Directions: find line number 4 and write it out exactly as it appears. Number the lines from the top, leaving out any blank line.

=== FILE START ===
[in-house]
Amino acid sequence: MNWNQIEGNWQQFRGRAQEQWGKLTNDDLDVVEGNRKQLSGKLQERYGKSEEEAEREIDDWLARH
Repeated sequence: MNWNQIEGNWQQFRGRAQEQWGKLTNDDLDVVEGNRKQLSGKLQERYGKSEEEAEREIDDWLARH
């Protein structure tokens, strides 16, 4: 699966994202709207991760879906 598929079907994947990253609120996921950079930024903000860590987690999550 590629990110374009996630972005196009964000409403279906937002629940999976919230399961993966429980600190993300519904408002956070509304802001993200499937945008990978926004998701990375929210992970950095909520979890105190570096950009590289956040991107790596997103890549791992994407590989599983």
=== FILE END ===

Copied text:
């Protein structure tokens, strides 16, 4: 699966994202709207991760879906 598929079907994947990253609120996921950079930024903000860590987690999550 590629990110374009996630972005196009964000409403279906937002629940999976919230399961993966429980600190993300519904408002956070509304802001993200499937945008990978926004998701990375929210992970950095909520979890105190570096950009590289956040991107790596997103890549791992994407590989599983």